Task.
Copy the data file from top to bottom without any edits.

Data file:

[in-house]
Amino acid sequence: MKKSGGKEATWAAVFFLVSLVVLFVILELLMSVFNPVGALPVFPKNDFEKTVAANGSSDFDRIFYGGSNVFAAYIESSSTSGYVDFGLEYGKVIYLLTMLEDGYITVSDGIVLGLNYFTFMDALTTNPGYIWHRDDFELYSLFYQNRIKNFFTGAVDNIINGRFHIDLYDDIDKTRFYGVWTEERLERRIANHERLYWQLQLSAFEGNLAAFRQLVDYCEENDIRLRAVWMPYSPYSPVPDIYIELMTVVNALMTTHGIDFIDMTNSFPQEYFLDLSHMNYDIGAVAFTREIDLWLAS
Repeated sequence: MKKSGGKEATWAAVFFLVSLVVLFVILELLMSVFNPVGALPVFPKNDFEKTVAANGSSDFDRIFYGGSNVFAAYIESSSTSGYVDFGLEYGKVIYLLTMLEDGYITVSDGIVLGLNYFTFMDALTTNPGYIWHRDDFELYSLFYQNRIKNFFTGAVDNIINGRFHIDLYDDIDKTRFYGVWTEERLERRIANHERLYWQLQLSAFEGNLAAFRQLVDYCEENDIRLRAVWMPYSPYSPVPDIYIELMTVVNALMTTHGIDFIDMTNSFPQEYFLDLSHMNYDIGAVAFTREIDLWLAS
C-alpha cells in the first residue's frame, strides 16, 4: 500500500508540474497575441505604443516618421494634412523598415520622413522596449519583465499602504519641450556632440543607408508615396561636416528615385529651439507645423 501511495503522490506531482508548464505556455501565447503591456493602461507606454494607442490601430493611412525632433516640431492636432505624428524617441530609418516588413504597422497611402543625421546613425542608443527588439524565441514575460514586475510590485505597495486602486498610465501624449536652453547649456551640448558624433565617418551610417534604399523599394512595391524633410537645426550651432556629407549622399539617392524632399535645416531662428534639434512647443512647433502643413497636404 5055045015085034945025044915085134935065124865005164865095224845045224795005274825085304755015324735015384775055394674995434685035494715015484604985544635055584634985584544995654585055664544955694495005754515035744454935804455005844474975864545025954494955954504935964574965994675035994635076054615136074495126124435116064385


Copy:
[in-house]
Amino acid sequence: MKKSGGKEATWAAVFFLVSLVVLFVILELLMSVFNPVGALPVFPKNDFEKTVAANGSSDFDRIFYGGSNVFAAYIESSSTSGYVDFGLEYGKVIYLLTMLEDGYITVSDGIVLGLNYFTFMDALTTNPGYIWHRDDFELYSLFYQNRIKNFFTGAVDNIINGRFHIDLYDDIDKTRFYGVWTEERLERRIANHERLYWQLQLSAFEGNLAAFRQLVDYCEENDIRLRAVWMPYSPYSPVPDIYIELMTVVNALMTTHGIDFIDMTNSFPQEYFLDLSHMNYDIGAVAFTREIDLWLAS
Repeated sequence: MKKSGGKEATWAAVFFLVSLVVLFVILELLMSVFNPVGALPVFPKNDFEKTVAANGSSDFDRIFYGGSNVFAAYIESSSTSGYVDFGLEYGKVIYLLTMLEDGYITVSDGIVLGLNYFTFMDALTTNPGYIWHRDDFELYSLFYQNRIKNFFTGAVDNIINGRFHIDLYDDIDKTRFYGVWTEERLERRIANHERLYWQLQLSAFEGNLAAFRQLVDYCEENDIRLRAVWMPYSPYSPVPDIYIELMTVVNALMTTHGIDFIDMTNSFPQEYFLDLSHMNYDIGAVAFTREIDLWLAS
C-alpha cells in the first residue's frame, strides 16, 4: 500500500508540474497575441505604443516618421494634412523598415520622413522596449519583465499602504519641450556632440543607408508615396561636416528615385529651439507645423 501511495503522490506531482508548464505556455501565447503591456493602461507606454494607442490601430493611412525632433516640431492636432505624428524617441530609418516588413504597422497611402543625421546613425542608443527588439524565441514575460514586475510590485505597495486602486498610465501624449536652453547649456551640448558624433565617418551610417534604399523599394512595391524633410537645426550651432556629407549622399539617392524632399535645416531662428534639434512647443512647433502643413497636404 5055045015085034945025044915085134935065124865005164865095224845045224795005274825085304755015324735015384775055394674995434685035494715015484604985544635055584634985584544995654585055664544955694495005754515035744454935804455005844474975864545025954494955954504935964574965994675035994635076054615136074495126124435116064385